The term 'legend' is used sparingly and only for those who have made a real difference in the lives of those around them. It is a pointer to the achievements of individuals who have spent a lifetime or a very large stretch of their lives giving of their wisdom to the world around them, infusing it with the light that has been part of their being.
Such a legend was Niloufer Manzur. In her passing, the light goes out. With her life drawing to an end in times that are terrifying for all of us, it is the shadow of death which stalks the world, our world. And yet it would not be true to say that Niloufer Manzur --- our dear, precious Mrs Manzur --- takes the light with her as she passes into eternity. The brilliance she disseminated as an educationist, as the founder of Sunbeams, lives on, a tribute to her dedication to the education of the young. In her was commitment to enlightenment symbolized. Her place in the growth and expansion of English medium education in Bangladesh was rendered a truism long ago, years before mortality finally claimed her.
There are all the memories, personal and therefore of a definitively beautiful hue, that come associated with her. For me, interacting with Niloufer Manzur and Manzur Elahi, a truly urbane couple one loved being in conversation with, is today part of the memories associated with my youth. As a teacher at Scholastica in the early 1980s, as one among whose pupils were their children Nasim Manzur and Munize Manzur, it was my privilege to meet them on such occasions as parent-teacher days. Those were simple enough meetings, designed and geared to keep parents acquainted with the progress their children were making in class.
Even so, for me to interact with Mrs Manzur on those mornings, when she and her husband turned up for those meetings, was a rather nervous affair. Here she was, the founder-principal of Sunbeams, an individual fully and properly aware of the needs that education fulfilled, of the goals that schools set or ought to formulate for their pupils. But, of course, the nervousness proved to be fleeting. Mrs Manzur's infectious smile, her soft conversation, her appreciation of all the efforts which teachers expended in imparting education to all those screaming, frolicking children were remarkable, were encouraging for any young pedagogue.
She was one of those persons whose presence was but a reflection of a new school of educationists in the country. She was not forbidding; she was not unapproachable. And yet commitment, a firmness of purpose, defined her. The little babies who went to Sunbeams were, in that broad manner of speaking, her own children. Over the years, these babies were to grow into adults remarkably conversant with the world around them, ready and willing to share the light they had inherited from the Sunbeams lamp. That is the tribute Niloufer Manzur deserves today, has always deserved and has always been recipient of.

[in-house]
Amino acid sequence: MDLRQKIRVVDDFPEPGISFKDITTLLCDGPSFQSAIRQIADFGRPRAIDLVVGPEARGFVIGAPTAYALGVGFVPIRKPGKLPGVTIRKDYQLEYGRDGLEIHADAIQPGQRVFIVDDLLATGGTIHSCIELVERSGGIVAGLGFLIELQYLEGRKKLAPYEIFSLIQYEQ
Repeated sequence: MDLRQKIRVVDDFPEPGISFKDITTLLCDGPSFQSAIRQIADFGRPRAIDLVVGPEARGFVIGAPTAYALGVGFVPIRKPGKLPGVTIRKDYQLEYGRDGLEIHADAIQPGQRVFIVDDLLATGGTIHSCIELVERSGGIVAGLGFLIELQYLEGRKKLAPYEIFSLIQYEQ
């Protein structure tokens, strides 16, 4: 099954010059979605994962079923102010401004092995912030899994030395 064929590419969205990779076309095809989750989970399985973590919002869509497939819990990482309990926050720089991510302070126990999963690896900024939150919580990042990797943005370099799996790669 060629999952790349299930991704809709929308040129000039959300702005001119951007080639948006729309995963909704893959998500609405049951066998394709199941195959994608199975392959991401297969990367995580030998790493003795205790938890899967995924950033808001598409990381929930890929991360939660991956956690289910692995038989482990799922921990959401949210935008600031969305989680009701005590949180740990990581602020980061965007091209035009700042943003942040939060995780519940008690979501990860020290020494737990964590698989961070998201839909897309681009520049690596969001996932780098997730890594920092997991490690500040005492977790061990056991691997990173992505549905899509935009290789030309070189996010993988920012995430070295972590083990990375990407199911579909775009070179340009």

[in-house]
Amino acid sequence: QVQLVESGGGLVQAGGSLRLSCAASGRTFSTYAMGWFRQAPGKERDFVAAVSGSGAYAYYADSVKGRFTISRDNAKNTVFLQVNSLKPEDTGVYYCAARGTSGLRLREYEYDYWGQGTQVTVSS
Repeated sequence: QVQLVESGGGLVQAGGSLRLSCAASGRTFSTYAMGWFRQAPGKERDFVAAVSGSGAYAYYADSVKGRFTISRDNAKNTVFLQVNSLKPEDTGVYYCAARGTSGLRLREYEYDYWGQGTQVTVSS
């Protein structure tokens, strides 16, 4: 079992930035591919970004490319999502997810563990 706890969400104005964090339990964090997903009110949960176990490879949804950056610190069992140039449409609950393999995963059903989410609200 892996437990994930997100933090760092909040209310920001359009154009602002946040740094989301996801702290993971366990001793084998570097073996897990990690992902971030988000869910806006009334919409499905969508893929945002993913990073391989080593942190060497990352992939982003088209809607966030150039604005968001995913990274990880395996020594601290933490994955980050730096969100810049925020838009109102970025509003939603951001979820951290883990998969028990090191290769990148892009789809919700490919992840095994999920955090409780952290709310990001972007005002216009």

Mrs Manzur's contribution to education has been that of a true pioneer driven by the need to give to the country a platform where through instruction in the English medium, children would not only immerse themselves in the heritage they were part of in this land but also take in the wider world out there as they pored over their books, as they recited poetry, as they sang in unison. These babies, in the presence of teachers shaped into a team of young, enterprising individuals by Mrs Manzur, imagined the world in those little classrooms, heard tales of wonder in the voices of those who taught them in class.
In Niloufer Manzur beat a heart which resonated with the melody of culture. Modernity shaped her worldview, an attitude she brought into the way she administered Sunbeams, in the manner in which she groomed her own son and daughter as they prepared to play their roles in life. Basic decency defined her being. She knew my wife Zakia, for Zakia too had been her children's teacher, as vice principal of Scholastica, in the early 1980s. A few years ago, Mrs Manzur was keen that Zakia join her Sunbeams team and so return to educating the young. It did not quite work out that way, for reasons that had to do with my wife's preoccupations in Britain.
In these decades that have gone by, I have had occasion to come across Mrs Manzur quite a few times. The old smile, that unforgettable politeness, that softness of speech --- all of it was there, perennial. She was happy, she said, reading my articles in the newspapers. It was gratifying for me that she found time to read them, with all her packed schedule concentrated on Sunbeams. For my part, in Niloufer Manzur I saw, indeed have always seen, enlightenment sparkle through the years.
It took a brave soul in the early 1970s, not long after the liberation of Bangladesh, to take the courageous step of initiating English medium education in the country and then to power it to being a purposeful engine geared to a shaping of ideas in little children. Niloufer Manzur was that brave soul who did it. Through the passage of the years, she oversaw the arrivals of generations of babies at Sunbeams, children who in time would go out to meet the world on their terms.
That is our tribute to Niloufer Manzur as we bid her farewell. Long years ago, Christa McAuliffe defined her place in life in six simple words: "I touch the future. I teach."
Niloufer Manzur touched the future, for teaching throbbed in her heart and shaped the landscape of the soul in her.